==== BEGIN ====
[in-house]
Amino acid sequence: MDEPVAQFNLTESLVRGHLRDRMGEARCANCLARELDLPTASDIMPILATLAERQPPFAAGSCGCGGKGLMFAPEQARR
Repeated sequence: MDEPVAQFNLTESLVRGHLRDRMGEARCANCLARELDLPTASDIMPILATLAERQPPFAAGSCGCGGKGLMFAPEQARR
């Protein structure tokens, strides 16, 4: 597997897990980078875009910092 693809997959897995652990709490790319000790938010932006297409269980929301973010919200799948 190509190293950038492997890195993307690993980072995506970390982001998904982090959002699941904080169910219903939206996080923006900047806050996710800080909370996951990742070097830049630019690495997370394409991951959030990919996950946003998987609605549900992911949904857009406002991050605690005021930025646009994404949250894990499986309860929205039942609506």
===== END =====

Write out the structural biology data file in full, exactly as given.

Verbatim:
[in-house]
Amino acid sequence: MDEPVAQFNLTESLVRGHLRDRMGEARCANCLARELDLPTASDIMPILATLAERQPPFAAGSCGCGGKGLMFAPEQARR
Repeated sequence: MDEPVAQFNLTESLVRGHLRDRMGEARCANCLARELDLPTASDIMPILATLAERQPPFAAGSCGCGGKGLMFAPEQARR
């Protein structure tokens, strides 16, 4: 597997897990980078875009910092 693809997959897995652990709490790319000790938010932006297409269980929301973010919200799948 190509190293950038492997890195993307690993980072995506970390982001998904982090959002699941904080169910219903939206996080923006900047806050996710800080909370996951990742070097830049630019690495997370394409991951959030990919996950946003998987609605549900992911949904857009406002991050605690005021930025646009994404949250894990499986309860929205039942609506």